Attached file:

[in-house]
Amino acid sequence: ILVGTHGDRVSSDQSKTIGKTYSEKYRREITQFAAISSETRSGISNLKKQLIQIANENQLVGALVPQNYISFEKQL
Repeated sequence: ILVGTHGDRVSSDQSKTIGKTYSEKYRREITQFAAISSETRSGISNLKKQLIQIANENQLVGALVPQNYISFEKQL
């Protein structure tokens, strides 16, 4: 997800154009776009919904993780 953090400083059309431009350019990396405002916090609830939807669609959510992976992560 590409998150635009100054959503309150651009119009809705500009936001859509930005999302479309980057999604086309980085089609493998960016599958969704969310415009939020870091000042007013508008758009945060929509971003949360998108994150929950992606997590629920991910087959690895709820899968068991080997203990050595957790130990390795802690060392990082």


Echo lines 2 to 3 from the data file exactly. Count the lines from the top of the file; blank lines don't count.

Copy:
Amino acid sequence: ILVGTHGDRVSSDQSKTIGKTYSEKYRREITQFAAISSETRSGISNLKKQLIQIANENQLVGALVPQNYISFEKQL
Repeated sequence: ILVGTHGDRVSSDQSKTIGKTYSEKYRREITQFAAISSETRSGISNLKKQLIQIANENQLVGALVPQNYISFEKQL